Kay's Cross

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Kay's Cross
Kay's Cross.jpg
Kay's Cross in 2010
LocationKaysville, Utah, US
Coordinates41°03′02.67″N 111°55′31.25″W / 41.0507417°N 111.9253472°W / 41.0507417; -111.9253472Coordinates: 41°03′02.67″N 111°55′31.25″W / 41.0507417°N 111.9253472°W / 41.0507417; -111.9253472

Kay's Cross was a large stone cross (roughly 20 feet (6.1 m) high by 13 feet (4.0 m) wide) located at the base of a hollow in northeastern Kaysville, Utah, United States.[1] Its origins are disputed, and several urban legends are tied to the site.[2] The cross was demolished with explosives by unknown persons in 1992.

Origin[edit]

One account of the origin of the cross states it was built in 1946 by locals influenced by Krishna Venta, a religious leader in the 1940s and 50s, who claimed to be the Second Coming of Christ and led a small sect based out of Simi Valley, California. The cross was built by a man named Kingston in honor of Krishna Venta.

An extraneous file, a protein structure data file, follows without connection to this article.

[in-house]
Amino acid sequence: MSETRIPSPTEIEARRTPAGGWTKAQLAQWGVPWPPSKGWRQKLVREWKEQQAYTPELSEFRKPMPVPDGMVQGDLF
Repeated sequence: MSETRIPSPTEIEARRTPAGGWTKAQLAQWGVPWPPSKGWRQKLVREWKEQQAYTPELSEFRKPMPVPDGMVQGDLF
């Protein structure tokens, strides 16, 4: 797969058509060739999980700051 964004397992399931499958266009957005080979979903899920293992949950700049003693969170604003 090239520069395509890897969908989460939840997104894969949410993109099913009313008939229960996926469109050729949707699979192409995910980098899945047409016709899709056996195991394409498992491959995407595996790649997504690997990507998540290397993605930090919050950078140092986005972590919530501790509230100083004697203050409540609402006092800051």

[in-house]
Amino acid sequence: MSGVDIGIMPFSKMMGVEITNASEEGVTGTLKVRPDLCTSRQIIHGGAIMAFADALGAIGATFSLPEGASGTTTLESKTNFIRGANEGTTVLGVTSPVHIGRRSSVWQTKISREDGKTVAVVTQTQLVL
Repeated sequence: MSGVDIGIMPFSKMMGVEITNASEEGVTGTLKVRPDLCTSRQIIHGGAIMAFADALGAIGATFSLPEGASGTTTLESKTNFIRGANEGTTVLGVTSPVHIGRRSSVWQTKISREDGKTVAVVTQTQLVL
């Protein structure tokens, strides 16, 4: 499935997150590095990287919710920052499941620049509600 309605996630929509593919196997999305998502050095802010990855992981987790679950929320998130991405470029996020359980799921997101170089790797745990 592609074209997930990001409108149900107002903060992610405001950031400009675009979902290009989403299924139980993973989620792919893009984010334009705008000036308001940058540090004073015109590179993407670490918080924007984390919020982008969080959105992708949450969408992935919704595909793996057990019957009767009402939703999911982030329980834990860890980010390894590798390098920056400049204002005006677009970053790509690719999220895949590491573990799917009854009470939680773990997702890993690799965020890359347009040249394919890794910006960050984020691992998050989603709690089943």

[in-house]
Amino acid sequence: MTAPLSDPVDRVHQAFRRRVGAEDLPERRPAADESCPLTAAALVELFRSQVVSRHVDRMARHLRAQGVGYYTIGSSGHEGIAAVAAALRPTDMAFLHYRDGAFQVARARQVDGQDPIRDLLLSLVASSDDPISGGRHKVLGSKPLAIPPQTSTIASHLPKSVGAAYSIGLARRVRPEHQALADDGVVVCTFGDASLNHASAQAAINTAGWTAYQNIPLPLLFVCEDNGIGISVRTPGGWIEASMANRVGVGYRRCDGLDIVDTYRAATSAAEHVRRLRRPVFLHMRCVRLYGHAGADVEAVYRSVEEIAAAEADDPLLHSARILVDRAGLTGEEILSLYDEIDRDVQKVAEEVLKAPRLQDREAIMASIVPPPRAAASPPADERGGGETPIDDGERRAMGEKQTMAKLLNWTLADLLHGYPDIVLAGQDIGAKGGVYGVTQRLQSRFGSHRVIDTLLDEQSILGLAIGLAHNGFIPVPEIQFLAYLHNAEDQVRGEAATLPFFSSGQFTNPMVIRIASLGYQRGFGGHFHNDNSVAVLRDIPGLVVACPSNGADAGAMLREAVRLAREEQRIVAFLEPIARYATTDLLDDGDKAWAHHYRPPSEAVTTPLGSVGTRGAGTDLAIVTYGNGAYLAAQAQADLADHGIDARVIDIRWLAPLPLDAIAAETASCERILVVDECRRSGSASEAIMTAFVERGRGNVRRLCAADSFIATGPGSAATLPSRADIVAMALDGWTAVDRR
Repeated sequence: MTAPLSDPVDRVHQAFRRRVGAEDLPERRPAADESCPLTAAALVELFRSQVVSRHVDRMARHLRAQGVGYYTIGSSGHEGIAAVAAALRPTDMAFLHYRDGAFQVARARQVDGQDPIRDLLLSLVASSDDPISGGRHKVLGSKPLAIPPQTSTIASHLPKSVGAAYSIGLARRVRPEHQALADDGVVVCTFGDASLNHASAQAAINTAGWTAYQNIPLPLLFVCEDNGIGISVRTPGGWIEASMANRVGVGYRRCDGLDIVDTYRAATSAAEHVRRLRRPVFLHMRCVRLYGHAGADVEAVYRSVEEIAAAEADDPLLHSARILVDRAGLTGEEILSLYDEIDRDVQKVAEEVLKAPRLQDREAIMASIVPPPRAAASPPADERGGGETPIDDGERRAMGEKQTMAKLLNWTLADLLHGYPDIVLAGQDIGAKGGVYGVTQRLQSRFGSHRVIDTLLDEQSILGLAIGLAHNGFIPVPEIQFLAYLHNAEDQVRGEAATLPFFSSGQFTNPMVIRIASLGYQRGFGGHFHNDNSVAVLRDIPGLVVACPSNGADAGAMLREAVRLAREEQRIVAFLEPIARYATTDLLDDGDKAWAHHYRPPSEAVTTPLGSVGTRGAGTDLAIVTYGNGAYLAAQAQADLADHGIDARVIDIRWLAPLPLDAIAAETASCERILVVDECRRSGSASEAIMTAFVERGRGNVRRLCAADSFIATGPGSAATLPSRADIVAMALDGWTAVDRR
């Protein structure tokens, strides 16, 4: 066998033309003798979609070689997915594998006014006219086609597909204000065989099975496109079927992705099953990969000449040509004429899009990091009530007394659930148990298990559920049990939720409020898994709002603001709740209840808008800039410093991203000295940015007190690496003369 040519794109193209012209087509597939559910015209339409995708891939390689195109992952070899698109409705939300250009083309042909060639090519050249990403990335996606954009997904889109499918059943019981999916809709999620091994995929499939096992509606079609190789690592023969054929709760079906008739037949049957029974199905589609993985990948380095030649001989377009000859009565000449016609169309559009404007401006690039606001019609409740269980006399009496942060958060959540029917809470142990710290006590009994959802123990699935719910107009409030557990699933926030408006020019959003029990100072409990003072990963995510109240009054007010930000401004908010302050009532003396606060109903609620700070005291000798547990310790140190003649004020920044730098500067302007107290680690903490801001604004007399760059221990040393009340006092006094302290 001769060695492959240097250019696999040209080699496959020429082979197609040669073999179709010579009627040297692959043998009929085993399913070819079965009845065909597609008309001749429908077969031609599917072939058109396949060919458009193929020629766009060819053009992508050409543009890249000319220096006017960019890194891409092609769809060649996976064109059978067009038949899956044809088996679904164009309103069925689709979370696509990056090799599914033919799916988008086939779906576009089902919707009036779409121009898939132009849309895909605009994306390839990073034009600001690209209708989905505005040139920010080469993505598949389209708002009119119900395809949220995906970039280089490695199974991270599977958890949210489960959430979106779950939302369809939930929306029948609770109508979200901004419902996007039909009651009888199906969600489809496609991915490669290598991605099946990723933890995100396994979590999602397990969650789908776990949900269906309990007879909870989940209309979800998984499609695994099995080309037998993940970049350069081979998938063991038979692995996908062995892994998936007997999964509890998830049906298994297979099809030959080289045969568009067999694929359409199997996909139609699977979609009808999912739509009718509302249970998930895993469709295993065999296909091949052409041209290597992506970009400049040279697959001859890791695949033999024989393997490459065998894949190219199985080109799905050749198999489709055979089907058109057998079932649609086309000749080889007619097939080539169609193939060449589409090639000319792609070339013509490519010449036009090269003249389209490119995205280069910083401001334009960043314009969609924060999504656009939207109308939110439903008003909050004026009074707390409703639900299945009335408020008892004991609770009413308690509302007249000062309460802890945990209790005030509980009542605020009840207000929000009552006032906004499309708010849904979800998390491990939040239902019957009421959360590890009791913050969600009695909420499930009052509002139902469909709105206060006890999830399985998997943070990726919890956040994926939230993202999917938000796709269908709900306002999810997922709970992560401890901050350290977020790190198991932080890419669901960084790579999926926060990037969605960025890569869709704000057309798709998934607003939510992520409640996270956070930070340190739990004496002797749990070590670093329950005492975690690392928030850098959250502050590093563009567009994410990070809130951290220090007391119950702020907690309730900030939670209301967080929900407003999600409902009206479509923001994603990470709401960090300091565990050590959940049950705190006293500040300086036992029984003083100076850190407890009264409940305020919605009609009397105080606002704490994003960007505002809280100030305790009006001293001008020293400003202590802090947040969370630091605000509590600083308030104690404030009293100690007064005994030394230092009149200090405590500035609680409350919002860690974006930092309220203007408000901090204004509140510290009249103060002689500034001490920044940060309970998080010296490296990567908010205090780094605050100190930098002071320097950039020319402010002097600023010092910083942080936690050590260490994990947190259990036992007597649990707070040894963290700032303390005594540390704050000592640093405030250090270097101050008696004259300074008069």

Demolition[edit]

The 'K' on Kay's Cross in 2010

On 15 February 1992, the cross was destroyed by an explosion; police made no immediate arrests.[3]

In 2013, a "haunted" tour of Kay's Cross and the surrounding forest was started, stirring interest again in the decades-old legend.[4]

References[edit]

  1. ^ Andy Weeks (1 July 2012). Haunted Utah: Ghosts and Strange Phenomena of the Beehive State. Stackpole Books. pp. 35–. ISBN 978-0-8117-4875-9.
  2. ^ Mark Sceurman; Mark Moran; Matt Lake (2008). Weird U.S.: The Oddyssey Continues : Your Travel Guide to America's Local Legends and Best Kept Secrets. Sterling Publishing Company, Inc. pp. 286–. ISBN 978-1-4027-4544-7.
  3. ^ "Another Angle Surfaces in Kays Cross Saga". Deseret News. 5 April 1992.
  4. ^ "Home". kayscross.com.

External links[edit]